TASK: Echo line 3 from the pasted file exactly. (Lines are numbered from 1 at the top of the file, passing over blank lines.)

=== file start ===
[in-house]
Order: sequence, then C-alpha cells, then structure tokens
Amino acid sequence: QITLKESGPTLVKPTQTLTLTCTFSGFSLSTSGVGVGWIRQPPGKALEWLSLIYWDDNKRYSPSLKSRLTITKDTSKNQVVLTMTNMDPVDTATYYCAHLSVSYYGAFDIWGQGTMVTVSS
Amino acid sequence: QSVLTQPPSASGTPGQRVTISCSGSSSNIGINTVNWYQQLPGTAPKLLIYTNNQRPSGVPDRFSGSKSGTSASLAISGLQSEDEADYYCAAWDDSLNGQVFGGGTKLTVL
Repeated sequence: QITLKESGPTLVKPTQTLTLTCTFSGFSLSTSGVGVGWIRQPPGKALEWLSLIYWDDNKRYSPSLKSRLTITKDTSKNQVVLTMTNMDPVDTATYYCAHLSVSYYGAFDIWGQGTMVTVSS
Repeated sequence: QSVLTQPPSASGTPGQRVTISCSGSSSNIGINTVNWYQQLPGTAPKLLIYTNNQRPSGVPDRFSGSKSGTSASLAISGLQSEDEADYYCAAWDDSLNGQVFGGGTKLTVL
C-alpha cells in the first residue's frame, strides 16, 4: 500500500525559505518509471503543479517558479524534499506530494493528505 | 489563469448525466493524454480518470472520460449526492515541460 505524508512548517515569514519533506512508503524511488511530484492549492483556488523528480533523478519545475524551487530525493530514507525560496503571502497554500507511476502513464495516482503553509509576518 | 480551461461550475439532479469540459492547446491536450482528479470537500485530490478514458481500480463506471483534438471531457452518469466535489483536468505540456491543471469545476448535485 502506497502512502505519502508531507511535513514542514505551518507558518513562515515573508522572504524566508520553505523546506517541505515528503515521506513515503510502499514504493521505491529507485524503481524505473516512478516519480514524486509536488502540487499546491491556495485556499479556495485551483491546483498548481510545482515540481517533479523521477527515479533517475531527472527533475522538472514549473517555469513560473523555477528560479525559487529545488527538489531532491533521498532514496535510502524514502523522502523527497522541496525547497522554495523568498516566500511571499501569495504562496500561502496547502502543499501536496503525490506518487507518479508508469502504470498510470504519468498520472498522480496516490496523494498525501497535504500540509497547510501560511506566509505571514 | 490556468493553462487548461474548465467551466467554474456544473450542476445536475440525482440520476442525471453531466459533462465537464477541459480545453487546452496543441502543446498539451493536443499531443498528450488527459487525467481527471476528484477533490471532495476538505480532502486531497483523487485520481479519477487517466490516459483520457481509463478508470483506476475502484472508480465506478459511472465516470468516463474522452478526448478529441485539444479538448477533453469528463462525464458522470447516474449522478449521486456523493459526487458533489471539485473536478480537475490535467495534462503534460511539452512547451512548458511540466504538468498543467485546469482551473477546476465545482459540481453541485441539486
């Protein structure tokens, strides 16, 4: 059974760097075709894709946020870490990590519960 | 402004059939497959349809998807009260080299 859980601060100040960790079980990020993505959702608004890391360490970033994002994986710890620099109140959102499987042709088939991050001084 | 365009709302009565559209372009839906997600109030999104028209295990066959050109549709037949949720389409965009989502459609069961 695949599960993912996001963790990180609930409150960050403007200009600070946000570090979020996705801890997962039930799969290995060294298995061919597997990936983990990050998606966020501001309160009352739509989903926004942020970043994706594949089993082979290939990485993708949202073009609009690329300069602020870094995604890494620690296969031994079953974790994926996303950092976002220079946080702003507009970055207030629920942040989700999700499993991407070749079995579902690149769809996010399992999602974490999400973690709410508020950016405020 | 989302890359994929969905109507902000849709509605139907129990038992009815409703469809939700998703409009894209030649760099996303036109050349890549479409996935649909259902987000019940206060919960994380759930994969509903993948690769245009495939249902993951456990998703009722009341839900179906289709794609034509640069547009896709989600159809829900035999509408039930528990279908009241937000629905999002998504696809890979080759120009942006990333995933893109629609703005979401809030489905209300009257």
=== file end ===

Amino acid sequence: QITLKESGPTLVKPTQTLTLTCTFSGFSLSTSGVGVGWIRQPPGKALEWLSLIYWDDNKRYSPSLKSRLTITKDTSKNQVVLTMTNMDPVDTATYYCAHLSVSYYGAFDIWGQGTMVTVSS